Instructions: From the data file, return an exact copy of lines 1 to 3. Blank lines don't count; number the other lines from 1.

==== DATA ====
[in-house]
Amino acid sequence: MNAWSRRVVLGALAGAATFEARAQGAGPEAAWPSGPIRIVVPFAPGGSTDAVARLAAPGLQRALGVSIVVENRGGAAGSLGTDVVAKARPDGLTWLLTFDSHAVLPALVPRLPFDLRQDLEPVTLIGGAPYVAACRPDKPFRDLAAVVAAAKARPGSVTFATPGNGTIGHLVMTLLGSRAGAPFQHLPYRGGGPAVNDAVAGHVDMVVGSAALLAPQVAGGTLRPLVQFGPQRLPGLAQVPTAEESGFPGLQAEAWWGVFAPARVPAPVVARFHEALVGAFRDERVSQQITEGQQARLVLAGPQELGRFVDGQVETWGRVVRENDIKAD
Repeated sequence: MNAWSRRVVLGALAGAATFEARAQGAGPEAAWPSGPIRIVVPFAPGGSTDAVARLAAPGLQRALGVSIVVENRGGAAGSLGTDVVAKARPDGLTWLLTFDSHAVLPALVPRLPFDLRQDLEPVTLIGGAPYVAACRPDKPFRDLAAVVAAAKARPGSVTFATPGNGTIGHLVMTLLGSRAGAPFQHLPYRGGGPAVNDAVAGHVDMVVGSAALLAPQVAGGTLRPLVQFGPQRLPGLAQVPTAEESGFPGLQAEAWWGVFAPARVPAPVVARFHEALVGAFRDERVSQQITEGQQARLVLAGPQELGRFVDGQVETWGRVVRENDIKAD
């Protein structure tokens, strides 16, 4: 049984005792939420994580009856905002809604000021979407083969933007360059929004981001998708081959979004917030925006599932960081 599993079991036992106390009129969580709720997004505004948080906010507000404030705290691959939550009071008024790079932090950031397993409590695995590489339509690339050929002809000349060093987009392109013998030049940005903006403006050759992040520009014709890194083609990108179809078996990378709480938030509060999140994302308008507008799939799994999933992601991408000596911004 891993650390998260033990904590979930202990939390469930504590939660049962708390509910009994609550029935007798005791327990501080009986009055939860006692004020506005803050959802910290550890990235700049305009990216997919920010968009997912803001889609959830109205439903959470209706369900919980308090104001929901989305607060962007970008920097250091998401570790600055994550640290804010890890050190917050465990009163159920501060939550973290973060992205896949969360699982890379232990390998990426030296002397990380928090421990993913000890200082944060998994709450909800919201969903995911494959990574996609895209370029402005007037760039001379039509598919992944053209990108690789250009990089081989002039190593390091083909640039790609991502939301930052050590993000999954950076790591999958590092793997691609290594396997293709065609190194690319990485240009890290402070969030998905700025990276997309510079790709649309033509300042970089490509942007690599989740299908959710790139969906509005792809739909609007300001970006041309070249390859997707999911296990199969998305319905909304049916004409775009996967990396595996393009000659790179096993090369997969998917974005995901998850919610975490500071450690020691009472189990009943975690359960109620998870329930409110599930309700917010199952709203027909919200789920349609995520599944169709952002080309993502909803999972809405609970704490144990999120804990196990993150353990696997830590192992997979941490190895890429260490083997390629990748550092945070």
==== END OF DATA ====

[in-house]
Amino acid sequence: MNAWSRRVVLGALAGAATFEARAQGAGPEAAWPSGPIRIVVPFAPGGSTDAVARLAAPGLQRALGVSIVVENRGGAAGSLGTDVVAKARPDGLTWLLTFDSHAVLPALVPRLPFDLRQDLEPVTLIGGAPYVAACRPDKPFRDLAAVVAAAKARPGSVTFATPGNGTIGHLVMTLLGSRAGAPFQHLPYRGGGPAVNDAVAGHVDMVVGSAALLAPQVAGGTLRPLVQFGPQRLPGLAQVPTAEESGFPGLQAEAWWGVFAPARVPAPVVARFHEALVGAFRDERVSQQITEGQQARLVLAGPQELGRFVDGQVETWGRVVRENDIKAD
Repeated sequence: MNAWSRRVVLGALAGAATFEARAQGAGPEAAWPSGPIRIVVPFAPGGSTDAVARLAAPGLQRALGVSIVVENRGGAAGSLGTDVVAKARPDGLTWLLTFDSHAVLPALVPRLPFDLRQDLEPVTLIGGAPYVAACRPDKPFRDLAAVVAAAKARPGSVTFATPGNGTIGHLVMTLLGSRAGAPFQHLPYRGGGPAVNDAVAGHVDMVVGSAALLAPQVAGGTLRPLVQFGPQRLPGLAQVPTAEESGFPGLQAEAWWGVFAPARVPAPVVARFHEALVGAFRDERVSQQITEGQQARLVLAGPQELGRFVDGQVETWGRVVRENDIKAD